The attached die/leadframe subassembly is then encapsulated using a molding compound material 15. The external leads 17 of the leadframe 11 of package 1 are then trimmed and formed to be the desired shape. For the semiconductor package 1 of
Turning briefly to
The fan-out pattern for the IC device 3 of the semiconductor package 1 of
By way of a particular example, for electroplated solder bumps, an under bump metallization comprising copper, nickel and gold is first applied to the bump pad area 24 to be followed by an electroplating of the tin/lead solder material. After electroplating, the solder material is reflowed in a reflow oven to form the round bumps 13.
Turning now to
Because the size of the IC bonding pads 5 is typically very small (e.g. less than 100×100 μm square), the interposer 25 must be able to support extremely fine pitch conductive traces 38 and microspring contacts 28 and 30. For the microspring contacts 28 and 30 used herein, a metallic trace smaller than 100 μm is photo-etched on a substrate base material such as polyamide, for example, and then treated and pre-stressed to cause it to curve so as to have a flexible, spring-like characteristic.
The semiconductor leadframe package 1-2 of
In place of the microspring contacts 28 and 30 of
Another type of bump which is suitable for use herein are microdots of conductive polymer materials. Such polymer bumps can be formed by using an inkjet head or micro-dispensing syringes or pumps. Yet another bump material is a conductive particle filled polymer/composite.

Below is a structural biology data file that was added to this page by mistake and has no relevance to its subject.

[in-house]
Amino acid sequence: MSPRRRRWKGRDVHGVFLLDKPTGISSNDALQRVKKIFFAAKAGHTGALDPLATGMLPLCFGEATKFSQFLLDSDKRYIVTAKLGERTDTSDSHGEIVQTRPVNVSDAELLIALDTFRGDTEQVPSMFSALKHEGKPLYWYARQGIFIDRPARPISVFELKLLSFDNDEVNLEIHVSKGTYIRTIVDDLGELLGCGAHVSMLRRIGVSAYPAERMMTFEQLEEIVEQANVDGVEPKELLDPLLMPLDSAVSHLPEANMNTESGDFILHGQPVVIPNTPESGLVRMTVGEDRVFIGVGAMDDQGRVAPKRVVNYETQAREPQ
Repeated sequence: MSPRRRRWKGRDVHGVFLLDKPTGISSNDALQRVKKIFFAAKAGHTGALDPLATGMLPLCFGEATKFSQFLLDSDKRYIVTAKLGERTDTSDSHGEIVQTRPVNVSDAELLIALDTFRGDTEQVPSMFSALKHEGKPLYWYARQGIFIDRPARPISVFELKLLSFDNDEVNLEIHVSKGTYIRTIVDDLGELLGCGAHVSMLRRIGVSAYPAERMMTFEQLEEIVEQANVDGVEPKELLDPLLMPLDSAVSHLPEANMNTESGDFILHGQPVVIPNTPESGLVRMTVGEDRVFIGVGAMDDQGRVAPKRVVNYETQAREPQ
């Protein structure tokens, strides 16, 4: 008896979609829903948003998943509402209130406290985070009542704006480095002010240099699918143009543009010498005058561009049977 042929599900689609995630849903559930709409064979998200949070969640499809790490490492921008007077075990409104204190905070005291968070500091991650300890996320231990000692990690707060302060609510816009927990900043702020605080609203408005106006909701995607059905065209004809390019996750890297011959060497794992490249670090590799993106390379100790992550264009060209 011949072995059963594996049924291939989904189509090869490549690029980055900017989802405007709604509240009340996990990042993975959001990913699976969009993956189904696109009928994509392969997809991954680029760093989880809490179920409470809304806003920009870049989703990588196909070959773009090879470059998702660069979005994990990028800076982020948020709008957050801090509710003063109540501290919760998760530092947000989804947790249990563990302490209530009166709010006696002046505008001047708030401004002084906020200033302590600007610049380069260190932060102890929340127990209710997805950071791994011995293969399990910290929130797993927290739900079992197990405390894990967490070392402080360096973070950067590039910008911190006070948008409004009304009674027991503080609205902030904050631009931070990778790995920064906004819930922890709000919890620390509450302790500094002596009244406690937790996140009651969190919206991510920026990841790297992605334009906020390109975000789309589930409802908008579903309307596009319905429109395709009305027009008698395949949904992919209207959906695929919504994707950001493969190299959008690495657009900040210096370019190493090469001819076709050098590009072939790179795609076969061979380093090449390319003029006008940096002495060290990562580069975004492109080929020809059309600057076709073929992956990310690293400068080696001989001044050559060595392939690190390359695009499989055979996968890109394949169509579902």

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|U.S. Classification||257/673, 257/666, 257/692, 257/676, 257/690, 257/737, 257/695|
|International Classification||H01L23/495, H01L23/48|
|Cooperative Classification||H01L2924/14, H01L2224/4826, H01L24/45, H01L2924/00014, H01L2924/181, H01L2924/15787, H01L2224/45015, H01L24/48, H01L2224/32245, H01L2224/16245, H01L2224/73215, H01L2924/01029, H01L23/4951, H01L2224/48247, H01L2224/45144, H01L2224/04042, H01L2224/0401, H01L2924/014, H01L2924/01075, H01L23/49517, H01L23/49524, H01L2924/01013, H01L24/06, H01L2924/01082, H01L23/4952, H01L2924/01322, H01L2224/16, H01L2224/06136, H01L2224/48091, H01L2924/30107, H01L2924/01042, H01L2924/01079, H01L2924/0105, H01L2924/01033|
|European Classification||H01L24/06, H01L23/495C2, H01L23/495A4, H01L23/495C4, H01L23/495C|
|May 28, 2010||AS||Assignment|
Owner name: KINGSTON TECHNOLOGY CORPORATION,CALIFORNIA
Free format text: ASSIGNMENT OF ASSIGNORS INTEREST;ASSIGNORS:KOH, WEI H.;KONG, FRED;CHEN, DAVID;REEL/FRAME:024461/0490
Effective date: 20030416
Owner name: KINGSTON TECHNOLOGY CORPORATION, CALIFORNIA
Free format text: ASSIGNMENT OF ASSIGNORS INTEREST;ASSIGNORS:KOH, WEI H.;KONG, FRED;CHEN, DAVID;REEL/FRAME:024461/0490
Effective date: 20030416
|Feb 13, 2014||FPAY||Fee payment|
Year of fee payment: 4